Ezekiel’s charge is implied in the LORD’s word to Abraham concerning Sodom:

Then the Lord said, “The cries of injustice from Sodom and Gomorrah are countless, and their sin is very serious!  I will go down now to examine the cries of injustice that have reached me. Have they really done all this? If not, I want to know.”(Gen 18:20-21).

The Hebrew word rendered “cries of injustice” is za’aqah (sometimes spelled tsa’aqah), typically used for the cry of the oppressed for help.  For example, Exod 22:21-24  says,


Don’t mistreat or oppress an immigrant, because you were once immigrants in the land of Egypt.  Don’t treat any widow or orphan badly.  If you do treat them badly and they cry out to me, you can be sure that I’ll hear their cry.  I’ll be furious, and I’ll kill you with the sword. Then your wives will be widows, and your children will be orphans.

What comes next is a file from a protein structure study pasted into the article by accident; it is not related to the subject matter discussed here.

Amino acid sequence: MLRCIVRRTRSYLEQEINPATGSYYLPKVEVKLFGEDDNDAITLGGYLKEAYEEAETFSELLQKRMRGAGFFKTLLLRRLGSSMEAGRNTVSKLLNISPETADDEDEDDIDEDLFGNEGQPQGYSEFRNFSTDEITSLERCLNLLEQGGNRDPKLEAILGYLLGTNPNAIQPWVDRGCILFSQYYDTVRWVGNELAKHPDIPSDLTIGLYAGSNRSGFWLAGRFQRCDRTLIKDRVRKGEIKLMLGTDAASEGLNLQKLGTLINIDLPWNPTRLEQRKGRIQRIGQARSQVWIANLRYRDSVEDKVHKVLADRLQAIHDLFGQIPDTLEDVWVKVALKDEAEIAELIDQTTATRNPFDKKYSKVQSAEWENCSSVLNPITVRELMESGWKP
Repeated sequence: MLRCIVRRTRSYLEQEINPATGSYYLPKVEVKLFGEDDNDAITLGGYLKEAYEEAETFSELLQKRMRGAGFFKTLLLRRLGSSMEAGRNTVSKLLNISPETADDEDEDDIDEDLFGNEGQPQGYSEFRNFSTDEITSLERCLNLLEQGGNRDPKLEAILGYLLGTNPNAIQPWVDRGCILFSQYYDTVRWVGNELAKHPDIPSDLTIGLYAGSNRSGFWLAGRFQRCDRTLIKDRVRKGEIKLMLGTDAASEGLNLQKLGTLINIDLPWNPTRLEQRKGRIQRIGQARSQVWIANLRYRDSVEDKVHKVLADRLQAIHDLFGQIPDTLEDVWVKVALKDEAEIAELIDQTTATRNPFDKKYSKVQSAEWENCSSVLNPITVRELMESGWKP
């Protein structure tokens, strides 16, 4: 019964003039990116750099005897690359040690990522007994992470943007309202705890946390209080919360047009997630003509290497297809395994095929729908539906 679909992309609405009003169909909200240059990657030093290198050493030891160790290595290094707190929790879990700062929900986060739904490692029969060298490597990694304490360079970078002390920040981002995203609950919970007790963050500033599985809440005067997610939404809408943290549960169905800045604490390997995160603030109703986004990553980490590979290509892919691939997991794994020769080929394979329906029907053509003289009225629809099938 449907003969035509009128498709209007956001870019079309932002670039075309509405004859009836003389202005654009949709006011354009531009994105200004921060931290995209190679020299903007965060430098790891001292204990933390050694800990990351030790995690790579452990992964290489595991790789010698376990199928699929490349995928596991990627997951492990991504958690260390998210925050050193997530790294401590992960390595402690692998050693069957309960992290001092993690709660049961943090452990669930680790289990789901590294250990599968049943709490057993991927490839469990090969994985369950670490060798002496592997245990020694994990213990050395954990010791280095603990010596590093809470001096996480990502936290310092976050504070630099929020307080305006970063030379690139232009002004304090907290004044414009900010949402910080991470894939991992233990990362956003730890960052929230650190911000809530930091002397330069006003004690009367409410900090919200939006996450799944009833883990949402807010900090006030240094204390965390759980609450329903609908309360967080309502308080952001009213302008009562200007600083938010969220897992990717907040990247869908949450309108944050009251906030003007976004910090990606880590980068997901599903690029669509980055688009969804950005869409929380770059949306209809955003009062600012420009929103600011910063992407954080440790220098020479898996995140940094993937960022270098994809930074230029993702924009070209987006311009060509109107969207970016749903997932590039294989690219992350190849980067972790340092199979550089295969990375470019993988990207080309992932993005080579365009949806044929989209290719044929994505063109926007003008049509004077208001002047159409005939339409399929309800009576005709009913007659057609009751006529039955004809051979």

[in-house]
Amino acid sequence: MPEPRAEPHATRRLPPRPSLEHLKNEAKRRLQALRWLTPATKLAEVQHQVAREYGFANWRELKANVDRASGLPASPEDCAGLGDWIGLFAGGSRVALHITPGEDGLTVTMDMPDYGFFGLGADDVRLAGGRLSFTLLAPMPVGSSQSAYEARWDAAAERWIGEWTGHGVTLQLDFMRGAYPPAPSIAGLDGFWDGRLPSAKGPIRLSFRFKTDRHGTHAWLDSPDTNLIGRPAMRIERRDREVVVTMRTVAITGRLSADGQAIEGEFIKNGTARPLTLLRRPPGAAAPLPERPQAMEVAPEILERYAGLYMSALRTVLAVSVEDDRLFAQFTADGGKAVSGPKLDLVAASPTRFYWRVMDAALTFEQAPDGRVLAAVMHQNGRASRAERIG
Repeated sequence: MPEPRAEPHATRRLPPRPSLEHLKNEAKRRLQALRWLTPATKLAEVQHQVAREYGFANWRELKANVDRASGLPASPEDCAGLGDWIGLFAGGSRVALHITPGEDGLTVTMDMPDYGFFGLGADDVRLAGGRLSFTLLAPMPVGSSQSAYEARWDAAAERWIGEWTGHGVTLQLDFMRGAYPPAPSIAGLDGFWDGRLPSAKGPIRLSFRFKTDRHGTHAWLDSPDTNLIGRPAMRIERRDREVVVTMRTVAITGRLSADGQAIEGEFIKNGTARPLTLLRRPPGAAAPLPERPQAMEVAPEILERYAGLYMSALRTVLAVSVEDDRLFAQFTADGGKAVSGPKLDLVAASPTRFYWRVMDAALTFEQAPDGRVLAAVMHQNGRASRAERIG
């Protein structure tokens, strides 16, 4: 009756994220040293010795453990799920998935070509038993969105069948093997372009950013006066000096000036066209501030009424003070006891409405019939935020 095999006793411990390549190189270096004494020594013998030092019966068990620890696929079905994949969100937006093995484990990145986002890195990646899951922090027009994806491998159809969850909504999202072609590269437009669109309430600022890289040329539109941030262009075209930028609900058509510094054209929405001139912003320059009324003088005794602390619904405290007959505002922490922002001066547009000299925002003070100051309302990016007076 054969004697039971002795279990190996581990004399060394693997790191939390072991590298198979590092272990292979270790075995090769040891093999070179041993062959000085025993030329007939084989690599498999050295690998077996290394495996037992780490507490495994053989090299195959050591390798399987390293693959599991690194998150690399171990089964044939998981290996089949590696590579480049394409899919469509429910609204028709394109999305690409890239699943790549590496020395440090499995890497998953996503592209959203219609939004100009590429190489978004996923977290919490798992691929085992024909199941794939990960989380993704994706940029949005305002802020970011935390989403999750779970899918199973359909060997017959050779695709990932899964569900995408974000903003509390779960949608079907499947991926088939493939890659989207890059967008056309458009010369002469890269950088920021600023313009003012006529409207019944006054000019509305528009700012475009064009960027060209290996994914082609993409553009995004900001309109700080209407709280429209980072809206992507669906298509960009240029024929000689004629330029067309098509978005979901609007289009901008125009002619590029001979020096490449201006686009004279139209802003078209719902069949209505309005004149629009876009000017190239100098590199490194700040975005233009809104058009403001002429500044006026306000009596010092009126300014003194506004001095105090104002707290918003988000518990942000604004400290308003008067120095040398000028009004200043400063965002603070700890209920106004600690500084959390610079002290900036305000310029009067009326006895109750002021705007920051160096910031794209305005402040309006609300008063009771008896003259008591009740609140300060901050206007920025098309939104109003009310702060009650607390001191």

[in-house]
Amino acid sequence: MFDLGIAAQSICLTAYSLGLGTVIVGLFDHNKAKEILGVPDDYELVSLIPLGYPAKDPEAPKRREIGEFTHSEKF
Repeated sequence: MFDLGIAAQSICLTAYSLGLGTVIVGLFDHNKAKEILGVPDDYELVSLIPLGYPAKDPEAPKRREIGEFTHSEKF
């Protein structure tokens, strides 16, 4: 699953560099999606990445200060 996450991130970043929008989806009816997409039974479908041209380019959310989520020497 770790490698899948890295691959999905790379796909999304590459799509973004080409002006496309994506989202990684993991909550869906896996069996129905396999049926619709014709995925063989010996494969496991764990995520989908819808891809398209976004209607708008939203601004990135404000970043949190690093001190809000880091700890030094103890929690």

The widow and the orphan of course we recognize: we can understand how they could fall through the cracks of the clan-based economy of ancient Israel, requiring a special command to ensure their just treatment.  However, we are probably less familiar with the term ger (translated “immigrant” in the CEB, but commonly rendered “sojourner”).

As the CEB recognizes, the Hebrew word ger is generally used in the Old Testament for what we today might call refugees, or perhaps immigrants: people of foreign birth, living within the borders of Israel but without land or legal status. Generosity to the ger is a consistent biblical principle (for example, Lev 19:33-34; Deut 10:18-19)–likely because, like the widows and the orphans, the gerim have no one to look out for their rights.

In Genesis 19, the messengers from God come to Sodom as outsiders, strangers–as gerim.  Sodom, however, is not kind to strangers.  When the messengers tell Lot that they intend to sleep in the town square, he is horrified–he begs them not to do so, but to come into his house, and under his protection, instead (Gen 19:2-3).  Lot knows too well what happens to strangers found in Sodom after dark.